Advance transit oriented development typology: Case study in Brisbane, Australia

Md Kamruzzaman, Douglas Baker, Simon Washington, Gavin Turrell

Research output: Contribution to journalArticleResearchpeer-review

108 Citations (Scopus)

Abstract

Internationally, transit oriented development (TOD) is characterised by moderate to high density development with diverse land use patterns and well connected street networks centred around high frequency transit stops (bus and rail). Although different TOD typologies have been developed in different contexts, they are based on subjective evaluation criteria derived from the context in which they are built and typically lack a validation measure. Arguably there exist sets of TOD characteristics that perform better in certain contexts, and being able to optimise TOD effectiveness would facilitate planning and supporting policy development. This research utilises data from census collection districts (CCDs) in Brisbane with different sets of TOD attributes measured across six objectively quantified built environmental indicators: net employment density, net residential density, land use diversity, intersection density, cul-de-sac density, and public transport accessibility. Using these measures, a Two Step Cluster Analysis was conducted to identify natural groupings of the CCDs with similar profiles, resulting in four unique TOD clusters: (a) residential TODs, (b) activity centre TODs, (c) potential TODs, and (d) TOD non-suitability. The typologies are validated by estimating a multinomial logistic regression model in order to understand the mode choice behaviour of 10,013 individuals living in these areas. Results indicate that in comparison to people living in areas classified as residential TODs, people who reside in non-TOD clusters were significantly less likely to use public transport (PT) (1.4 times), and active transport (4 times) compared to the car. People living in areas classified as potential TODs were 1.3 times less likely to use PT, and 2.5 times less likely to use active transport compared to using the car. Only a little difference in mode choice behaviour was evident between people living in areas classified as residential TODs and activity centre TODs. The results suggest that: (a) two types of TODs may be suitable for classification and effect mode choice in Brisbane; (b) TOD typology should be developed based on their TOD profile and performance matrices; (c) both bus stop and train station based TODs are suitable for development in Brisbane.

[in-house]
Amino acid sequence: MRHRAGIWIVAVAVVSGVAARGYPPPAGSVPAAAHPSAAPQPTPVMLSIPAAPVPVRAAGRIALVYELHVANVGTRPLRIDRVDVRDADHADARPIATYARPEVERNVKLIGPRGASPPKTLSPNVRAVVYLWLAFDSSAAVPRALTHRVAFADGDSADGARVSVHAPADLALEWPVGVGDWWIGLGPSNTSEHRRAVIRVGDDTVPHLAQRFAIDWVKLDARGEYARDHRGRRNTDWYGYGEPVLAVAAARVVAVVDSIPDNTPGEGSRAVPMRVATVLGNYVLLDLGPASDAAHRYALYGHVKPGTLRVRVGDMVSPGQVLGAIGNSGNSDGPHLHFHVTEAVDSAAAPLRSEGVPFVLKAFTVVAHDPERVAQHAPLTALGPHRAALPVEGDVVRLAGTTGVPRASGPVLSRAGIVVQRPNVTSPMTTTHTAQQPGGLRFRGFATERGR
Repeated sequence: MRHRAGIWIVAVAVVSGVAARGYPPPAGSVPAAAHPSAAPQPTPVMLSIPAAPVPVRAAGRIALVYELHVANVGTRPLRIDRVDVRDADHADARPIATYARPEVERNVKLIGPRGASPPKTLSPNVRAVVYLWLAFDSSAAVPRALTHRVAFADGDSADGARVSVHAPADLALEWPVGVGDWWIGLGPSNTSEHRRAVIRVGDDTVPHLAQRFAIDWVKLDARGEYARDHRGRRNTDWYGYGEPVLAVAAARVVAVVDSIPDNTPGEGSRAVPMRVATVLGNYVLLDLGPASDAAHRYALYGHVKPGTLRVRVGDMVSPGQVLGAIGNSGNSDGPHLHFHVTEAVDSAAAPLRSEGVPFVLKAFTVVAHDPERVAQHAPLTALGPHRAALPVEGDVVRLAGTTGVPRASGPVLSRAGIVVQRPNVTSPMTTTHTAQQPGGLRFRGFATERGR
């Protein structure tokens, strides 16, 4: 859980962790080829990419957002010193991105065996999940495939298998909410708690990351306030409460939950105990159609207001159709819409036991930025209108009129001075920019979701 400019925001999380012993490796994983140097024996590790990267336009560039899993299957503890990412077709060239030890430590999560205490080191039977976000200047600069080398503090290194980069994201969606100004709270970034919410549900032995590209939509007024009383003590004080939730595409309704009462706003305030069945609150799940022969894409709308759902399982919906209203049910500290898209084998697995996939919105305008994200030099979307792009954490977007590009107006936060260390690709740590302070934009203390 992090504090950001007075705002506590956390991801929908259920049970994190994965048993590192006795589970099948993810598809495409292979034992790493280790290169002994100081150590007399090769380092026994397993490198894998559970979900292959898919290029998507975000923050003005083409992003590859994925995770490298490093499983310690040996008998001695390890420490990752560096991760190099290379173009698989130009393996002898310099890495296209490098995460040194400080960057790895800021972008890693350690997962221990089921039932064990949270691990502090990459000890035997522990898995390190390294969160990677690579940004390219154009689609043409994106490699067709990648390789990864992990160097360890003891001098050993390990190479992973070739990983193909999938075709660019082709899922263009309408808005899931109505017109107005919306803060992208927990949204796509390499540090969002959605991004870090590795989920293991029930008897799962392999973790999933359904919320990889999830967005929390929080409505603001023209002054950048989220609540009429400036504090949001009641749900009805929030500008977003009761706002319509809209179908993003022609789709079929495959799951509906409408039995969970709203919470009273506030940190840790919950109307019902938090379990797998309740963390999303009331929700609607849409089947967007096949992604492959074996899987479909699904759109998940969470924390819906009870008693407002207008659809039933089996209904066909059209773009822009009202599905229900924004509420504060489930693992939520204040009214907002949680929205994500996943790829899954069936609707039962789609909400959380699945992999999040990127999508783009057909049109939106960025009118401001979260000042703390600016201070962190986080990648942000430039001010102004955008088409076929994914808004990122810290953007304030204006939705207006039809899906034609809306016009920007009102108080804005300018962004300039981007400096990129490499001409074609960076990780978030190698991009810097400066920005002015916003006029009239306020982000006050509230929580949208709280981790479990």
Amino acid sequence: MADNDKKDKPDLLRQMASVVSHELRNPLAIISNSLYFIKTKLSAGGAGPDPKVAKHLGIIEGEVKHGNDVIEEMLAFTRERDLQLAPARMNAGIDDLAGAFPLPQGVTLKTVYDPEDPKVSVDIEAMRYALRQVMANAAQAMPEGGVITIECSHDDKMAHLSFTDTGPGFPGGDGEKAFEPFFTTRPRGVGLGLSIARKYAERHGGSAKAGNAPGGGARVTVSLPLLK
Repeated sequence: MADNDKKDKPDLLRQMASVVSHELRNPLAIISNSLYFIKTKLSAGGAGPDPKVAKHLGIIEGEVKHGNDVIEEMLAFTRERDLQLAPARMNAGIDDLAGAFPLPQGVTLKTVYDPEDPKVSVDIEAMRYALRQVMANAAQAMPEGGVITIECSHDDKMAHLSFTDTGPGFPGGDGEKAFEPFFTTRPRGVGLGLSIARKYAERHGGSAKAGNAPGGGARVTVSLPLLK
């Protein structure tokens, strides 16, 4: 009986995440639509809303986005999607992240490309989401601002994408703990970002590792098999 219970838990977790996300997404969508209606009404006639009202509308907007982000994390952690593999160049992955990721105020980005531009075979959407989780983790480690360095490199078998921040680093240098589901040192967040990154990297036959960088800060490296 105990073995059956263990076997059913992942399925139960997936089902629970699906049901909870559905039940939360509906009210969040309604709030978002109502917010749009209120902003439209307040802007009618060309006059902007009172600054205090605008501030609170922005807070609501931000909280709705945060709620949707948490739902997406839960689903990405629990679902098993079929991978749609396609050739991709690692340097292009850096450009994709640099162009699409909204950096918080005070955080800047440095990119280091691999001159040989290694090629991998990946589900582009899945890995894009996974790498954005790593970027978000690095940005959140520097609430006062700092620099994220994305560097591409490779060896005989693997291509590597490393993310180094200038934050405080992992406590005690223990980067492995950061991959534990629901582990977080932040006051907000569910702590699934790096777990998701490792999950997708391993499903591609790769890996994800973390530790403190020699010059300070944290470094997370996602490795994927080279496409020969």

Original languageEnglish
Pages (from-to)54-70
Number of pages17
JournalJournal of Transport Geography
Volume34
DOIs
Publication statusPublished - 2014
Externally publishedYes

Keywords

  • Advanced TOD planning
  • Brisbane
  • Mode choice behaviour
  • Public transport accessibility level (PTAL)
  • TOD typology
  • Transit Oriented Development (TOD)

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